IMC CEO Robert Marichich

CEO Robert Maricich sees growth opportunities in AmericasMart merger

Atlanta showroom AmericasMart merged with International Market Centers July 20, creating the largest showroom company in the world. The new entity combines IMC’s existing properties in Las Vegas and High Point, N.C., with the Atlanta market under IMC’s name.

AmericasMart, which occupies 7.1 million square feet of space on Peachtree Street, has called Atlanta home since it was founded by John Portman as a furniture market in 1957. Today, AmericasMart is one of the world’s top venues for uniting wholesalers and buyers.

No single architect shaped Atlanta’s skyline like Portman, who gave the city the Hyatt Regency, Peachtree Center, AmericasMart and the Westin Peachtree Plaza hotel. He also left his stamp from San Francisco to Shanghai, and revitalized Times Square with his famed New York Marriott Marquis

IMC CEO Robert Maricich sat down with The Atlanta Journal-Constitution the day of the merger to discuss the direction of IMC and what the change means for AmericasMart. Maricich characterized the deal as an opportunity for all three markets to grow. He also said the merger between the three locations will better position each to embrace and influence change in the buyer-to-buyer (B2B) marketplace going forward.

Q: When did the idea of a merger between International Market Centers and AmericasMart first arise?

A: I’m going to say it was probably back in September, [that] we actually had a change in our partners. We were founded and nurtured for six years with Bain Capital and Oaktree, and in September Blackstone bought their interest. One of the senior managing directors for Blackstone is Tyler Henritze. Tyler’s an Atlanta guy. One of the early conversations was if you could buy anything, what would it be? The answer was ‘Atlanta, but I don’t think they’re for sale.’ So Tyler approached the Portman family, and they said ‘Maybe we should talk about it.’ I think that combination of Blackstone’s credibility, Tyler’s Atlanta ties, and we really approached it as a merger.

Q: With this merger, will things change for the individual markets (High Point, Las Vegas, Atlanta)?

A: No. If you lived in our world, the brand AmericasMart is 60-something years old. It’s been nurtured. Within the gift and home decor industry, it’s known globally. You could say the same thing about High Point with furniture. It’s funny, you go to this small city in China and mention High Point and they’ll say ‘Furniture.’ The events and the venue will retain their individuality, and we’ve got unique growth opportunities in all three cities by being together.

We really view it as a growth play. We’re not doing acquisitions to quote optimize something where we go in and run it incrementally better and cut costs and call it a day.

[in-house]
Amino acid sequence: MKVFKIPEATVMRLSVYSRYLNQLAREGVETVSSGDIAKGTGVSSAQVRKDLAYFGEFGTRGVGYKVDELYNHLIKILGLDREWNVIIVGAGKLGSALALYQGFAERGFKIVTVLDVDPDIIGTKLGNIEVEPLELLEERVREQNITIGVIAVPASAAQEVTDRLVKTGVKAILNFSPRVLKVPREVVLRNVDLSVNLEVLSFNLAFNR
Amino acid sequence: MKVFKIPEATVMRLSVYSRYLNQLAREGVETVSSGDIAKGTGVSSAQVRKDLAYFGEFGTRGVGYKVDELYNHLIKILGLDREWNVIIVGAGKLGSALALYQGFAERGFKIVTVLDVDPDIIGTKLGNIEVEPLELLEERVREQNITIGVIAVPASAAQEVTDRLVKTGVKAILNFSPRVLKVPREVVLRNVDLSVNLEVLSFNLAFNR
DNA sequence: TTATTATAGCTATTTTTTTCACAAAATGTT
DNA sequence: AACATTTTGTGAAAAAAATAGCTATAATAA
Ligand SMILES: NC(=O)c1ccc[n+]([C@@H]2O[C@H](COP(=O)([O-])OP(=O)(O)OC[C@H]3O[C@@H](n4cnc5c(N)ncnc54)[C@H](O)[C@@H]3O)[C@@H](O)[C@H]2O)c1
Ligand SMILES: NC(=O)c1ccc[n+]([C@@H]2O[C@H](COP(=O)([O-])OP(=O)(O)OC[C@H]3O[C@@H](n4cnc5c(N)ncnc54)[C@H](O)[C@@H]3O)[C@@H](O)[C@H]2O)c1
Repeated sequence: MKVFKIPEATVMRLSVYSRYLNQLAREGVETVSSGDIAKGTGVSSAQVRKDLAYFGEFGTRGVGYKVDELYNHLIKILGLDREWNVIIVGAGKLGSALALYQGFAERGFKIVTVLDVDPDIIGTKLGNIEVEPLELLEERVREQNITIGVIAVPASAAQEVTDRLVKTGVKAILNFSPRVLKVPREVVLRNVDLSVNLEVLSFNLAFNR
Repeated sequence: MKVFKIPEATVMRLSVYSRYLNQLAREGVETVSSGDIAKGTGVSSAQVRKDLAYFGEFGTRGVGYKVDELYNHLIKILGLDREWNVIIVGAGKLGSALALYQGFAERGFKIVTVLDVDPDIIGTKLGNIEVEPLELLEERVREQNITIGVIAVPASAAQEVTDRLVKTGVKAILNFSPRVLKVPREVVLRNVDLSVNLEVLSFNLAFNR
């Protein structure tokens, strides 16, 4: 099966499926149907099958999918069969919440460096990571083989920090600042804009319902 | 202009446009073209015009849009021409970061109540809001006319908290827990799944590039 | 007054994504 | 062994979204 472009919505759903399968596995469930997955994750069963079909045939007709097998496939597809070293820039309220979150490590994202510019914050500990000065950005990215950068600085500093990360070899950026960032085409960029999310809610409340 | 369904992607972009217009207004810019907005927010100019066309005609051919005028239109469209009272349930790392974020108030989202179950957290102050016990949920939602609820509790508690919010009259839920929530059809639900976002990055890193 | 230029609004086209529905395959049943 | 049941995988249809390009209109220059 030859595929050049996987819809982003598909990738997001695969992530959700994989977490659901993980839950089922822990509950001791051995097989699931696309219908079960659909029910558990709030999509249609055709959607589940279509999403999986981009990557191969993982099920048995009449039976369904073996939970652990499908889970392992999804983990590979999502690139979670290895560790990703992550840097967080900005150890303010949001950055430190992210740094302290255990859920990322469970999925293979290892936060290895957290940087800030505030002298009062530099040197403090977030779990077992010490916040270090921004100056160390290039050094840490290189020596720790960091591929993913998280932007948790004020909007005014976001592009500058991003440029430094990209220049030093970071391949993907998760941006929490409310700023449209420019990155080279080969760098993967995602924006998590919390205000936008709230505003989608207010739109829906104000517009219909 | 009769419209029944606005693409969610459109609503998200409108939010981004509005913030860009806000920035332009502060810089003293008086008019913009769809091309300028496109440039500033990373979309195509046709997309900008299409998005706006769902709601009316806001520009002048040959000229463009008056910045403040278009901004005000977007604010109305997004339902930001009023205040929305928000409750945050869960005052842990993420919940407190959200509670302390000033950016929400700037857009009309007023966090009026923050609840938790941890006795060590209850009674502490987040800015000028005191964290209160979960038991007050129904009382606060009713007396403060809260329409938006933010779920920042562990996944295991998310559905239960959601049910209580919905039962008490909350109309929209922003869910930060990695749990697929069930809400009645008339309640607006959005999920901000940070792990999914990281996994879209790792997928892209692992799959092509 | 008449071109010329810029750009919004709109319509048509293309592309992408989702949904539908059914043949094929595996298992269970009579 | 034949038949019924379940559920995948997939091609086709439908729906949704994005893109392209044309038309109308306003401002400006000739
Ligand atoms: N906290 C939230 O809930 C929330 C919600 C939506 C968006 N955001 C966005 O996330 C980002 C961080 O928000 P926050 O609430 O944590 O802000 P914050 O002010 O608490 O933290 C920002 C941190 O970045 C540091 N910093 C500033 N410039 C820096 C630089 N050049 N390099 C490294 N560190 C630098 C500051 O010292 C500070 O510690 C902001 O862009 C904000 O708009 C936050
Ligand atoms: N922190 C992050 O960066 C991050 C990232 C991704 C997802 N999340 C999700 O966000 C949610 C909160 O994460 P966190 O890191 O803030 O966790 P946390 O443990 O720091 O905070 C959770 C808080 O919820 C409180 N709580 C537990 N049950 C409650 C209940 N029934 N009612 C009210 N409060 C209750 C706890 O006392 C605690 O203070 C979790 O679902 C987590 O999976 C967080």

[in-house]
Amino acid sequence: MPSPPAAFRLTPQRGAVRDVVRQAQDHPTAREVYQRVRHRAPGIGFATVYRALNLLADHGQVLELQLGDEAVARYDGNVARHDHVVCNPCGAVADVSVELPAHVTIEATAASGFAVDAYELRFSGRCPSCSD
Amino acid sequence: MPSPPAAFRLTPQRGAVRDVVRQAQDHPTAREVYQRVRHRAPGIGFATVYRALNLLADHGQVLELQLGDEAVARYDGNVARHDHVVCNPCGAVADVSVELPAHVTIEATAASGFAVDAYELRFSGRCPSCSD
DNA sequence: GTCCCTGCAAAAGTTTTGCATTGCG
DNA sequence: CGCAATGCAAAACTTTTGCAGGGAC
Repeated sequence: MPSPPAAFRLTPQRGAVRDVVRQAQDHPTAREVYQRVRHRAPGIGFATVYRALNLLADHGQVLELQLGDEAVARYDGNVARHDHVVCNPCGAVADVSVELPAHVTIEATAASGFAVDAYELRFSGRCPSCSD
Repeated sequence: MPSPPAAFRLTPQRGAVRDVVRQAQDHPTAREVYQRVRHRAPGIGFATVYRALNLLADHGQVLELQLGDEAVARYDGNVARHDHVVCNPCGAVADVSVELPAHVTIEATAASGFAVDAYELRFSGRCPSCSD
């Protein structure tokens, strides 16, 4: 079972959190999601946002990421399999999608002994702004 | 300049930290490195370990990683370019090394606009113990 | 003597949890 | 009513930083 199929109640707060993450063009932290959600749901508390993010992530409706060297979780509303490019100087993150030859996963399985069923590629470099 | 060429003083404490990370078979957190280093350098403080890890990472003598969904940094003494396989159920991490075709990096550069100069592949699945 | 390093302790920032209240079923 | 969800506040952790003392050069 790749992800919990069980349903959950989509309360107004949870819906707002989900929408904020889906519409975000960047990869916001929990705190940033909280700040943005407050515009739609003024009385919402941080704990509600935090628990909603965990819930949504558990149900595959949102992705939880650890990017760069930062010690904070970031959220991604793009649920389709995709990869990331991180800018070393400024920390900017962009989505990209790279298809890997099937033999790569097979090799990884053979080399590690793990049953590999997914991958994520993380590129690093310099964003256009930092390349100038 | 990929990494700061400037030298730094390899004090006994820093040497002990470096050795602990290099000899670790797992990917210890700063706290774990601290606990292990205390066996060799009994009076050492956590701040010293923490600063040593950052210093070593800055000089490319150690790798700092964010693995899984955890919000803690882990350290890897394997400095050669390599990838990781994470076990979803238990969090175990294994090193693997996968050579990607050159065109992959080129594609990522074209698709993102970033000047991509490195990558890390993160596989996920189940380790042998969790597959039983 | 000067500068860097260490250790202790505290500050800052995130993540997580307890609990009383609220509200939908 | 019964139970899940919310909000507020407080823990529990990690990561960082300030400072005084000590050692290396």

Q: Are there lessons IMC learned from the merger between Las Vegas and High Point that can be applied to the merger with AmericasMart?

A: What worked there was a reinforcement of something that I felt through my 30-something years before and that is if you can get the strategy right, that’s critical. Once you’re convinced you got a strategy to grow, then there’s just two other factors. One is capital. Obviously, with Blackstone, largest private equity firm on the globe, we’re not capital-constrained. So, strategy, we’re working on. Capital, not an issue. Then it’s all people. My focus is getting the right people, having the right culture, a culture that; really built around our customers.

Q: Is the Portman family going to be involved with AmericasMart after the merger?

A: [The son of AmericasMart founder], Jeff [Portman] is an advisor to our board, so we’ll tap into his, 30-something years of experience and relationships and all of that, but the Portmans are not going forward with a financial interest.

Q: There has been a lot of disruption in the retail industry by online sales. Has that affected the showroom industry in any way?

A: Our customers are Amazon and Wayfair and Overstock and Walmart and they’re e-commerce businesses. Professional buyers say they have to look, touch and feel. All of our products are tactile. If you look at where there’s been the most significant disruption, it has been B2C (business-to-consumer). There’s not been a lot of disruption B2B, and that’s because of that.

We look at it in that light that if there is a part that can be disrupted, we’re in the position to do it ourselves.

Q: What impact will the merging of all three markets have on IMC’s influence over the showroom industry?

A: We are a major player for all commerce. We’re furniture, gift, home decor, rugs, a little lesser extent apparel. Atlanta certainly is in apparel, we’re not in the apparel business in the other cities. There’s a thought that we could be and should be in Las Vegas in a non-competitive sort of way. There’s other verticals, but we are a major influence because we are at that confluence of commerce. The responsibility there is we make it as friction less as possible [for buyers].

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